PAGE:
What a difference a year makes.
A year ago, the Los Angeles Lakers got off to a 4-6 start in their first season with LeBron James. Then President of Basketball Operations, Magic Johnson, had privately scolded his head coach Luke Walton. Looking back, perhaps the writing was on the wall for that team even early on.
A year later, the Lakers are an NBA best 9-2. Johnson and Walton are long gone, and so is the pernicious losing culture that festered around the NBA's premier franchise for six consecutive seasons.
They say if you cut off the head of the snake, the body will die. Maybe it was Magic's resignation, or Walton's inevitable firing that has the Lakers looking like a completely different team this season.
Maybe it's the departure of injury-plagued point guard Lonzo Ball, and his blabbermouth father that has made all the difference.
Or perhaps (and most likely), it's the addition of one of the game's finest big men in Anthony Davis, and a revamped roster full of lethal three-point shooters that is the reason behind the team's early success this season.
Regardless of which explanation you chose, we can now say definitively that this team is definitely not last year's Lakers.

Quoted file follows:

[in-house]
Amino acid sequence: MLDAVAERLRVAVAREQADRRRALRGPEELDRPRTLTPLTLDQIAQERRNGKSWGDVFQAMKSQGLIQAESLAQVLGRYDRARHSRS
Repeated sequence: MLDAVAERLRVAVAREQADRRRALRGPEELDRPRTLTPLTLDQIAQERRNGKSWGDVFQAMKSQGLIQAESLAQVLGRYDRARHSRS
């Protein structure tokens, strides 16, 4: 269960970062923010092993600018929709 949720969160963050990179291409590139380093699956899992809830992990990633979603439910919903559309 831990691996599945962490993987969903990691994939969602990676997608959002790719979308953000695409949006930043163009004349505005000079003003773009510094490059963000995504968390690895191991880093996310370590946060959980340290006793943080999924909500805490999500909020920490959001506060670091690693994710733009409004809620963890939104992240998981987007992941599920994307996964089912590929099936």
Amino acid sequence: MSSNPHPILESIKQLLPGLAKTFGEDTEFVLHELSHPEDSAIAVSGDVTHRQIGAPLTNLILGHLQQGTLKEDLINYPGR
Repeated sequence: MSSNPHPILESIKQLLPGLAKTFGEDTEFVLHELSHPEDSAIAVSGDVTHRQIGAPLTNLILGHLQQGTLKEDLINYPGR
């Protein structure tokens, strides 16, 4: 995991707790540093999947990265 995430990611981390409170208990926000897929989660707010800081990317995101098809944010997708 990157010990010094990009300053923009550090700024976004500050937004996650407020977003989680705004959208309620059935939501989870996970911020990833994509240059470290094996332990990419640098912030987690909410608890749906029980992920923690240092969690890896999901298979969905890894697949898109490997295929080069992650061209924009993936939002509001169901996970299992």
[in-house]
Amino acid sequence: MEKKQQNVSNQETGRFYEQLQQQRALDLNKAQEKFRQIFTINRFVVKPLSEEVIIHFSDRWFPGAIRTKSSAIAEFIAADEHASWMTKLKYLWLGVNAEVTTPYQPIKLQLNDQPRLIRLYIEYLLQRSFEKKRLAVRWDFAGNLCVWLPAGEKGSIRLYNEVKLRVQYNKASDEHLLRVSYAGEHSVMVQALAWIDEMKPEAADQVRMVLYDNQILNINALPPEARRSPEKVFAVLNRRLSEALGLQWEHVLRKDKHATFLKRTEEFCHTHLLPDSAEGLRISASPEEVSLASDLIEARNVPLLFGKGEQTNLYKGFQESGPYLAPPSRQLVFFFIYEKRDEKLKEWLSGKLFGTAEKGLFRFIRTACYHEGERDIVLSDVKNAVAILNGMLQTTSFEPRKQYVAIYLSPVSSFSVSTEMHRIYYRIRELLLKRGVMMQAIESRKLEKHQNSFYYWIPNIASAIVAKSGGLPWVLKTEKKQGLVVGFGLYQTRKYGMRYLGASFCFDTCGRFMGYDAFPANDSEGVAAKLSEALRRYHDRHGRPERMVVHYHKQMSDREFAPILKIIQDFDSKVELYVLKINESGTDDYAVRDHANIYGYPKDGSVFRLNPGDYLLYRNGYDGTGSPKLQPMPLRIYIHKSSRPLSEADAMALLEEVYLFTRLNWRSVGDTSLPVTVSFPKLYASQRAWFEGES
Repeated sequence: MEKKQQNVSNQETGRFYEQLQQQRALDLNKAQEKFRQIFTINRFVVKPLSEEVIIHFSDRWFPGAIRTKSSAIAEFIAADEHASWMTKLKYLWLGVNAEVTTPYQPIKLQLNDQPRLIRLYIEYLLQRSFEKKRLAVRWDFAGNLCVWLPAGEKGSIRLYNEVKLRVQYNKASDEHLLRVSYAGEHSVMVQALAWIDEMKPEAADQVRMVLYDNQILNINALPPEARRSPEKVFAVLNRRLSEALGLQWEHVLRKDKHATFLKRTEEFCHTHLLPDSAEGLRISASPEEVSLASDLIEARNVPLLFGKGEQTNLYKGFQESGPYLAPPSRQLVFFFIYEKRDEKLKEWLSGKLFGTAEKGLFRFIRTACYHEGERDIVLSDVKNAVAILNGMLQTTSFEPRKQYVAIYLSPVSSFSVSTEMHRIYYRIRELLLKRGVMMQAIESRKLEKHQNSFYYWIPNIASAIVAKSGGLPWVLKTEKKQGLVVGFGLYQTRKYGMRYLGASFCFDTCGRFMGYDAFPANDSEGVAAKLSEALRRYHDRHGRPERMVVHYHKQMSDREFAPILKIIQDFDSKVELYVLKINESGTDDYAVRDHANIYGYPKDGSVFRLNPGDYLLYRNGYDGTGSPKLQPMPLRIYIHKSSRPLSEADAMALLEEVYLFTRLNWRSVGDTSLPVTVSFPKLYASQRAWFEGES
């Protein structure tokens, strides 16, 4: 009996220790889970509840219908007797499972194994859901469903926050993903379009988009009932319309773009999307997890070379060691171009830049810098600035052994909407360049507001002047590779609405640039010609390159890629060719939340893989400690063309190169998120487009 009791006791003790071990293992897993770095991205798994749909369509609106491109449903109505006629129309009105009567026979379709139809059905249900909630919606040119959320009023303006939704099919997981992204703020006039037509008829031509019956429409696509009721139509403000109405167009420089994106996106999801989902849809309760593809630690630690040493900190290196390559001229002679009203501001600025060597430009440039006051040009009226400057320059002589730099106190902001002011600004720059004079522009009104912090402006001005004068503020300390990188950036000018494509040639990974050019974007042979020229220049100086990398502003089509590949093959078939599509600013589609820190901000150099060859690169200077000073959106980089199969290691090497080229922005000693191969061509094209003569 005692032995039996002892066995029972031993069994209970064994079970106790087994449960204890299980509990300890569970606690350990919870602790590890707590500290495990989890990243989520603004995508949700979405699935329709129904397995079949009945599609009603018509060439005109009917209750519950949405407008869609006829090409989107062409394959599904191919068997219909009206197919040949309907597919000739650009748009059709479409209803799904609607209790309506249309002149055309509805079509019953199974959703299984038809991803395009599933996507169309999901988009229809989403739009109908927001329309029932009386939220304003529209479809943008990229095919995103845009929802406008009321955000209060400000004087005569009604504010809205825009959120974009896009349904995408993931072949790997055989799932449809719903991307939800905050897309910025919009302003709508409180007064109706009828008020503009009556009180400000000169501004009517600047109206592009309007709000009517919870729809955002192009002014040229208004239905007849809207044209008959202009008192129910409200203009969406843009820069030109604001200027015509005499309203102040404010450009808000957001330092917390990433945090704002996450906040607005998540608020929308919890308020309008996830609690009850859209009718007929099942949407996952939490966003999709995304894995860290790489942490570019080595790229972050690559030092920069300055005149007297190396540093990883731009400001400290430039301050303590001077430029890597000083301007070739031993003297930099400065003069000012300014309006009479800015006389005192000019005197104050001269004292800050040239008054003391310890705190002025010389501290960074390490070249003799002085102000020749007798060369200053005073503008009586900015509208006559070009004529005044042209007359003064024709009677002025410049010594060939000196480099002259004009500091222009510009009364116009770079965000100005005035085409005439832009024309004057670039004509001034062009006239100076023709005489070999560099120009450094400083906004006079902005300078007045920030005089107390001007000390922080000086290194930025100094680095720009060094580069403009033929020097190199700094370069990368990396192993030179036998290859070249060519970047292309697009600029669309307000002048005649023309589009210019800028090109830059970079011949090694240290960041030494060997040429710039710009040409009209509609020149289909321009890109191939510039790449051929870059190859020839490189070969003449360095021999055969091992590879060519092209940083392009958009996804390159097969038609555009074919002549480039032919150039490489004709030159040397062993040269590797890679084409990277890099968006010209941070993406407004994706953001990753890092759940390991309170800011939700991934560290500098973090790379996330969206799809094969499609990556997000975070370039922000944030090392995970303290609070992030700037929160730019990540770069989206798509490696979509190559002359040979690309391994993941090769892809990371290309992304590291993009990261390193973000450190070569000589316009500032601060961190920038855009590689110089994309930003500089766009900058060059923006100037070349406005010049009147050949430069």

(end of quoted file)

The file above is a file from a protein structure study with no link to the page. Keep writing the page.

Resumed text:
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The 2019 Lakers are off the to best start since the 2010 season that began 13-2 coming off an NBA championship a few months prior. That team featured Kobe Bryant, Pau Gasol, Lamar Odom, Metta World Peace, and Andrew Bynum. This iteration might be better.
The biggest difference between that team, last year's team, and the current team is defense.
The 2010-11 team had plenty of offense, but defensively they ranked sixth in the NBA with a defensive rating of 103.3 By comparison, last year's Lakers finished 13th in the league with a defensive rating of 108.9.
The current Lakers are ranked first in the NBA in defense through the first month of the season, and are one of just two teams (Utah Jazz) with a defensive rating under 100. If their defense keeps up, the Lakers could be the first team since the 2015-16 San Antonio Spurs to finish the season with a defensive rating under 100.